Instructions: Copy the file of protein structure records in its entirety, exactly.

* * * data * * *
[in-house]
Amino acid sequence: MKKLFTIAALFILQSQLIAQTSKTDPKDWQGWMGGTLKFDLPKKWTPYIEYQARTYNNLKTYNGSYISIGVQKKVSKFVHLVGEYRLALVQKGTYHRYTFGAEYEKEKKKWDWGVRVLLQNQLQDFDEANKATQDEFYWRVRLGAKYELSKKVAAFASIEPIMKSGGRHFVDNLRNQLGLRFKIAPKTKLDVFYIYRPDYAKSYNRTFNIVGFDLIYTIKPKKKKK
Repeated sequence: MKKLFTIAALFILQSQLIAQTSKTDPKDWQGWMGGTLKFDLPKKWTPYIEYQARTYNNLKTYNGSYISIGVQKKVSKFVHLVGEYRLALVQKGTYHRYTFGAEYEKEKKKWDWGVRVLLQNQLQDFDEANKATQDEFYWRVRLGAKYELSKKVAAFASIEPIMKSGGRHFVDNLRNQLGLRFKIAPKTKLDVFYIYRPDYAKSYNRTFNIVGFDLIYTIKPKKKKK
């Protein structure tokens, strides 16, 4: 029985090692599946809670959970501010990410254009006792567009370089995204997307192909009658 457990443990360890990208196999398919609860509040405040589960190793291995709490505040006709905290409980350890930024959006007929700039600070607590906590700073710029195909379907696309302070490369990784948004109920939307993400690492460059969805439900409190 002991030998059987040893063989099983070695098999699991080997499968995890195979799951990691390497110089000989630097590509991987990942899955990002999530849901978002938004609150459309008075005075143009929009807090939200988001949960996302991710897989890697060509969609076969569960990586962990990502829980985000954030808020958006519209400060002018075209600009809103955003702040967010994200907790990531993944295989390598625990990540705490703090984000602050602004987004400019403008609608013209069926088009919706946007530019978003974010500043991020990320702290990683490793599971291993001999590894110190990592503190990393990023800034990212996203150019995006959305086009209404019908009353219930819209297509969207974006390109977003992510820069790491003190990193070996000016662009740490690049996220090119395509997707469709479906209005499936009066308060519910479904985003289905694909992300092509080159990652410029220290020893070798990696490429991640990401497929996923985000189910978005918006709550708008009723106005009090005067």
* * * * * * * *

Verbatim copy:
[in-house]
Amino acid sequence: MKKLFTIAALFILQSQLIAQTSKTDPKDWQGWMGGTLKFDLPKKWTPYIEYQARTYNNLKTYNGSYISIGVQKKVSKFVHLVGEYRLALVQKGTYHRYTFGAEYEKEKKKWDWGVRVLLQNQLQDFDEANKATQDEFYWRVRLGAKYELSKKVAAFASIEPIMKSGGRHFVDNLRNQLGLRFKIAPKTKLDVFYIYRPDYAKSYNRTFNIVGFDLIYTIKPKKKKK
Repeated sequence: MKKLFTIAALFILQSQLIAQTSKTDPKDWQGWMGGTLKFDLPKKWTPYIEYQARTYNNLKTYNGSYISIGVQKKVSKFVHLVGEYRLALVQKGTYHRYTFGAEYEKEKKKWDWGVRVLLQNQLQDFDEANKATQDEFYWRVRLGAKYELSKKVAAFASIEPIMKSGGRHFVDNLRNQLGLRFKIAPKTKLDVFYIYRPDYAKSYNRTFNIVGFDLIYTIKPKKKKK
């Protein structure tokens, strides 16, 4: 029985090692599946809670959970501010990410254009006792567009370089995204997307192909009658 457990443990360890990208196999398919609860509040405040589960190793291995709490505040006709905290409980350890930024959006007929700039600070607590906590700073710029195909379907696309302070490369990784948004109920939307993400690492460059969805439900409190 002991030998059987040893063989099983070695098999699991080997499968995890195979799951990691390497110089000989630097590509991987990942899955990002999530849901978002938004609150459309008075005075143009929009807090939200988001949960996302991710897989890697060509969609076969569960990586962990990502829980985000954030808020958006519209400060002018075209600009809103955003702040967010994200907790990531993944295989390598625990990540705490703090984000602050602004987004400019403008609608013209069926088009919706946007530019978003974010500043991020990320702290990683490793599971291993001999590894110190990592503190990393990023800034990212996203150019995006959305086009209404019908009353219930819209297509969207974006390109977003992510820069790491003190990193070996000016662009740490690049996220090119395509997707469709479906209005499936009066308060519910479904985003289905694909992300092509080159990652410029220290020893070798990696490429991640990401497929996923985000189910978005918006709550708008009723106005009090005067």